The value proposition of corporate libraries from past to present


  • Alistair Black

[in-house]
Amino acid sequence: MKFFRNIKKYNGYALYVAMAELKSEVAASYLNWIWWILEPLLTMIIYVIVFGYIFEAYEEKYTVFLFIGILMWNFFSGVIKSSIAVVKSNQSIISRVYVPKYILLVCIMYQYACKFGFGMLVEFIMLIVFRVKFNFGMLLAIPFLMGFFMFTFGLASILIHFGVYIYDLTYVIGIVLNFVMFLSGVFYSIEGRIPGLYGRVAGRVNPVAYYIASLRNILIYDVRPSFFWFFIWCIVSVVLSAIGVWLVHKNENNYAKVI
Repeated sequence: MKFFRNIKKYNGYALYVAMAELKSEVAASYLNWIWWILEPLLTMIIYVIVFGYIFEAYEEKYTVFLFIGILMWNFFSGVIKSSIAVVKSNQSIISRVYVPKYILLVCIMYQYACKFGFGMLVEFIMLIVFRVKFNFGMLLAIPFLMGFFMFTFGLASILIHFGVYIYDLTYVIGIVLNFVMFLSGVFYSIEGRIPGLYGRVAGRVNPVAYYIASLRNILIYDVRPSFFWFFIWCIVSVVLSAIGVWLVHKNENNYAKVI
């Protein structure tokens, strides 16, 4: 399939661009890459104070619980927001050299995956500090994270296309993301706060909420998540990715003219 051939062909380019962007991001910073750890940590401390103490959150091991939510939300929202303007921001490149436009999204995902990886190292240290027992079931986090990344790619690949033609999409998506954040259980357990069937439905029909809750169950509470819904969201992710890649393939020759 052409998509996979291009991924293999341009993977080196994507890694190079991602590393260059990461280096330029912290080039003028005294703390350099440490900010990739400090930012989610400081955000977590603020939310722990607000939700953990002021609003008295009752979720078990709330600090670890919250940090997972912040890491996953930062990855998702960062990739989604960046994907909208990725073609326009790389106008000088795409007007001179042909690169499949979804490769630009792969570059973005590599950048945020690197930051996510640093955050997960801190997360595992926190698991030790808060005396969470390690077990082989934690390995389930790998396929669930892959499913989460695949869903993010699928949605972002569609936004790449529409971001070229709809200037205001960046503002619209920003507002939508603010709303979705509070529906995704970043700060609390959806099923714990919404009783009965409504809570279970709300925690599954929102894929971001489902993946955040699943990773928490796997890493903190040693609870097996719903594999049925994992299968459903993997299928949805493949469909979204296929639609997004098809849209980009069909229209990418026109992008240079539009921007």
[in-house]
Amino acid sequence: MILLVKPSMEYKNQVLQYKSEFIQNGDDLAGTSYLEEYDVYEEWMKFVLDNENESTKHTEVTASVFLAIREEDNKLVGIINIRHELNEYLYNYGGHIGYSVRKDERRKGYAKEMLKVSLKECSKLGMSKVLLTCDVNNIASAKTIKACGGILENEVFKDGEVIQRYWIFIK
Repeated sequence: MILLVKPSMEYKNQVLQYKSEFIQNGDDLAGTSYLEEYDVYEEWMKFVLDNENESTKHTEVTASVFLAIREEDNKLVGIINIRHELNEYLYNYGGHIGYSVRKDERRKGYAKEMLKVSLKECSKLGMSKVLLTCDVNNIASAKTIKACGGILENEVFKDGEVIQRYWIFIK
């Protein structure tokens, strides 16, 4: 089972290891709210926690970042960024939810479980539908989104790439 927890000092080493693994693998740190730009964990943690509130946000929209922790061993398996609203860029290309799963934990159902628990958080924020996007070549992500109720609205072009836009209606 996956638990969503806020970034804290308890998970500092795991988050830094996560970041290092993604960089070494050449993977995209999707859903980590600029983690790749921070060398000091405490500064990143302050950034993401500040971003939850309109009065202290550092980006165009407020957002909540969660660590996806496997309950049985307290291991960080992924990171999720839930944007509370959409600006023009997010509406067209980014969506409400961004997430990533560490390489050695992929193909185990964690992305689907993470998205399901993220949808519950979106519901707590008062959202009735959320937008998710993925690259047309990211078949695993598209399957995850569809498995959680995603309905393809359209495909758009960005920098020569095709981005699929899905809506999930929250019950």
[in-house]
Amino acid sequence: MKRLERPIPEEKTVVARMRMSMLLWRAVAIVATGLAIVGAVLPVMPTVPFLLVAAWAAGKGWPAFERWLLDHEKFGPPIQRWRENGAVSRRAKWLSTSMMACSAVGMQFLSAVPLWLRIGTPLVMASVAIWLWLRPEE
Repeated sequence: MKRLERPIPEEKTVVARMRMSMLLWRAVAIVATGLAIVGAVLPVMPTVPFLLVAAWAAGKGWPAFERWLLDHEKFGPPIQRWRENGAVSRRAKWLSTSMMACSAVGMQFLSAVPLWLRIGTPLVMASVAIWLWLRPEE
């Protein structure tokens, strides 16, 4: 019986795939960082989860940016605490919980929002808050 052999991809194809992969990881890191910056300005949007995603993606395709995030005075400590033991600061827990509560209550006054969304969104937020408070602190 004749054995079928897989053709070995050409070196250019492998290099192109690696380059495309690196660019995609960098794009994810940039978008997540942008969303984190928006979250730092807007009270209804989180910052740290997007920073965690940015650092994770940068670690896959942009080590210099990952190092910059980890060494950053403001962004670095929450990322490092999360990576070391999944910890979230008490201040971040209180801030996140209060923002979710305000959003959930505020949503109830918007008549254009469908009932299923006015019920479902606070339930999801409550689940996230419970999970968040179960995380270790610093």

Corporate libraries of the kind we would recognize today began to appear around the turn of the twentieth century. They were a response to a rapidly changing corporate and commercial environment, acting as adjuncts to both the rise of systematic industrial research and the office management revolution that accompanied the implementation of scientific management. As nurseries of what today we call "information science," early corporate libraries focused on organizing and re-packaging morselized knowledge, with the intention of pro-actively meeting the information needs of scientists, technicians and managers. A survey of American corporate libraries in 1916, by the British manufacturer Rowntree and Company, provides a snapshot of their operations and perceived value. The survey was repeated with a selection of today’s corporate librarians. Their responses are strikingly similar to their early-twentieth-century counterparts, despite intervening technological change. Like a century ago, the value of the corporate library, even if it cannot be quantified, is accepted.

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